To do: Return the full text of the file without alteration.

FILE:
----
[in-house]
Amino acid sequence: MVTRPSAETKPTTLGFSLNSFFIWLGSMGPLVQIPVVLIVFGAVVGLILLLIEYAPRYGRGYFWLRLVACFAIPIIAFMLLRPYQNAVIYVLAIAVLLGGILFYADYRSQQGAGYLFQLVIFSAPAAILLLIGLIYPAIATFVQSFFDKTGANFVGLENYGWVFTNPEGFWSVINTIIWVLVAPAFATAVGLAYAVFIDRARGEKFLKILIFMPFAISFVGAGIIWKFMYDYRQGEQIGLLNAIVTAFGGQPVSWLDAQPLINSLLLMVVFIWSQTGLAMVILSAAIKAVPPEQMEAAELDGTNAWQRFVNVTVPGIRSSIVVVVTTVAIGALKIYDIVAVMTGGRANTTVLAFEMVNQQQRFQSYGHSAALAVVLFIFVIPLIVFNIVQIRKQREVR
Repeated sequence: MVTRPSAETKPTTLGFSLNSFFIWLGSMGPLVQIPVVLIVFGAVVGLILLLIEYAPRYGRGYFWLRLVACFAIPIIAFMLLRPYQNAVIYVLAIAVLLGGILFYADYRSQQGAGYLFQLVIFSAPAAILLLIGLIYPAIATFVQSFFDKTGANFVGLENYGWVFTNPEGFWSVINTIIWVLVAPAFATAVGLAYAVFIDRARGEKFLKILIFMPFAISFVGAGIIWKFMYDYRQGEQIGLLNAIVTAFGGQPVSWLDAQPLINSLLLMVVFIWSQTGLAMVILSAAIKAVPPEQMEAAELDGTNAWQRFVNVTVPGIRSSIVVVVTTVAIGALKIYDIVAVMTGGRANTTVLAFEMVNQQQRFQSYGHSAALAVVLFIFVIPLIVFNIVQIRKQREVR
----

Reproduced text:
[in-house]
Amino acid sequence: MVTRPSAETKPTTLGFSLNSFFIWLGSMGPLVQIPVVLIVFGAVVGLILLLIEYAPRYGRGYFWLRLVACFAIPIIAFMLLRPYQNAVIYVLAIAVLLGGILFYADYRSQQGAGYLFQLVIFSAPAAILLLIGLIYPAIATFVQSFFDKTGANFVGLENYGWVFTNPEGFWSVINTIIWVLVAPAFATAVGLAYAVFIDRARGEKFLKILIFMPFAISFVGAGIIWKFMYDYRQGEQIGLLNAIVTAFGGQPVSWLDAQPLINSLLLMVVFIWSQTGLAMVILSAAIKAVPPEQMEAAELDGTNAWQRFVNVTVPGIRSSIVVVVTTVAIGALKIYDIVAVMTGGRANTTVLAFEMVNQQQRFQSYGHSAALAVVLFIFVIPLIVFNIVQIRKQREVR
Repeated sequence: MVTRPSAETKPTTLGFSLNSFFIWLGSMGPLVQIPVVLIVFGAVVGLILLLIEYAPRYGRGYFWLRLVACFAIPIIAFMLLRPYQNAVIYVLAIAVLLGGILFYADYRSQQGAGYLFQLVIFSAPAAILLLIGLIYPAIATFVQSFFDKTGANFVGLENYGWVFTNPEGFWSVINTIIWVLVAPAFATAVGLAYAVFIDRARGEKFLKILIFMPFAISFVGAGIIWKFMYDYRQGEQIGLLNAIVTAFGGQPVSWLDAQPLINSLLLMVVFIWSQTGLAMVILSAAIKAVPPEQMEAAELDGTNAWQRFVNVTVPGIRSSIVVVVTTVAIGALKIYDIVAVMTGGRANTTVLAFEMVNQQQRFQSYGHSAALAVVLFIFVIPLIVFNIVQIRKQREVR